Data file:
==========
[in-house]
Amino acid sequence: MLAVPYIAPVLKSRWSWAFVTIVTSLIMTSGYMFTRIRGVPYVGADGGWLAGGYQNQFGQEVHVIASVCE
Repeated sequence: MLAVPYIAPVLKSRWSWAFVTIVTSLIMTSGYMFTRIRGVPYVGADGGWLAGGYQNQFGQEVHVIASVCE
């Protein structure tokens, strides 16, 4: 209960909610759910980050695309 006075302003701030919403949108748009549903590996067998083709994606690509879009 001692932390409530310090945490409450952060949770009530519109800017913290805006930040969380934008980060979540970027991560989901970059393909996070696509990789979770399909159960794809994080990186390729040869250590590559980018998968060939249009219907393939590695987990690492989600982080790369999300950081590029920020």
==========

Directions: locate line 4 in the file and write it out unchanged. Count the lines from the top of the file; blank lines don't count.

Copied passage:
């Protein structure tokens, strides 16, 4: 209960909610759910980050695309 006075302003701030919403949108748009549903590996067998083709994606690509879009 001692932390409530310090945490409450952060949770009530519109800017913290805006930040969380934008980060979540970027991560989901970059393909996070696509990789979770399909159960794809994080990186390729040869250590590559980018998968060939249009219907393939590695987990690492989600982080790369999300950081590029920020």